Disclosure: I am a shareholder of RedHat. I do not work for RedHat.
I am back from JBoss World. It was a good thing for me to witness what JBoss has become and I wanted to share my raw notes and impressions.
I feel the JBoss division is finally integrated.
The RHEL-FEDORA model has been implemented and that is a good thing from a sales standpoint. The overlay model of sales is finally being implemented. A lot of attrition and turnover in the sales ranks, but those that have stayed seem to be doing well for themselves and their morale is high due to the proprietary sale of the RHEL/FEDORA model. Customer usage is high. Customers use JBoss heavily, many use multi-products from line-up. "You guys are everywhere, this is the third startup I work at and the default go-to app-server is JBoss". Momemtum in product adoption on the rise.
Developer ranks are intact. Morale has improved dramatically. Some are truly happy there, some less so, but virtually all developers have stayed so far. Change in CEO seen as a potentially positive thing from the inside, "operations are finally going to be fixed". Delivery of the division from a product standpoint is there, innovation is there. Strong leadership of EE6. Some concerns over the leadership of SUN in EE6 (probably worth another blog). Strong product announcements with SOA and Black-Tie. Weak product announcements with JBoss DNA, doesn't mean anything. Great traction of SOA product, well done to that team. AS5 needs to be finished and certified. Lack of certification is the only big black spot on the product front. Whining about RedHat from developers is mostly over. People laugh over the operational clumsiness or mediocrity and appreciate the good stuff. Still globally under-invested in R&D. "Can you believe they hired two persons for a internal cookbook but won't let me hire for my project?". Some HR priorities seem clueless.
Competition talk involves BEA/Oracle and Glassfish. Question abound over SUN's role in EE6 and their lack of neutrality given GlassFish. Spring is no longer percieved as a threat/competition, the customers use it and it doesn't affect the JBoss business. IBM is perceived as having failed Geronimo and Websphere CE, internal contradictions at IBM are apparent to most developers. Java's momentum is the talk of town, perception that Java is peaking. Talk for the need for a new language beyond java among elite developers. On the positive clear perception that java has entered golden age of maintenance. The race is over and now we just mint money, which is good from a shareholder standpoint.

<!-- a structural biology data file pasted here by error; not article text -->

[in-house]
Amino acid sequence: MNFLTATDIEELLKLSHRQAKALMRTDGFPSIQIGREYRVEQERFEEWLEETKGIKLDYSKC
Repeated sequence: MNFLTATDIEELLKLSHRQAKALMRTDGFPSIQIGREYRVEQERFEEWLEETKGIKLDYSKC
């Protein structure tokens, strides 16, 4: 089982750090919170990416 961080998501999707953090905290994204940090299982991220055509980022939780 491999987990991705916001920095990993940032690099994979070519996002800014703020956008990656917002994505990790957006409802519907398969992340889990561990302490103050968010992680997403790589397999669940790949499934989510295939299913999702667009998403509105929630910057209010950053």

Extreme turnover in the ranks. Not many old timers left, btw congratulations on organizing JBW pretty much all by yourself, Ms Goldstein, you have outdone yourself. Ranks being replenished, new head of marketing shows promise and is a veteran. Too soon to tell. Red Hat is still groping for a multi-product message. Continued failure to communicate as a multi-product company. Technically vapid marketing fluff like "enterprise acceleration" or "SOA governance" does not constitute multi-product communication. To appear as a multi-product company all that is needed is to TALK ABOUT THE MULTI-PRODUCT LINE UP ****FRONT AND CENTER****. Simple but somehow magically complex for Red Hat to handle. Main marketing problem is 1/ Marketing lack of product definition, defaults to vapid and innocuous messages 2/ PR is still broken.
Serious issues in PR. Perceived loss of press momentum of JBoss under Red Hat, I know where it comes from: not from sales or customers, the sales and usage are increasing: it comes from internal PR. JBoss, the brand and message, are being mismanaged and ultimately squandered. Severe people issues. JBoss PR needs to be rebooted.
Black-Tie, RHQ and SOA PR were botched. BlackTie specifically was both a product announcement, as drop in replacement for Tuxedo, and a defining company statement (we are targeting the enterprise with a OSS Tuxedo/BEA replacement, in production, in maintenance, where the money is with OSS). What a perfect fit! Instead announcement was nowhere on keynotes, was slipped in as a "in other news" announcement reportedly for fear of pissing off Oracle.
I am overall positive, the momentum is here, product and sales are solid. Energy levels are back up. What is broken seems limited to a few individuals and not systemic (e.g. no business model incompatibility). Not everyone is able to make the transition to a multi-product redhat.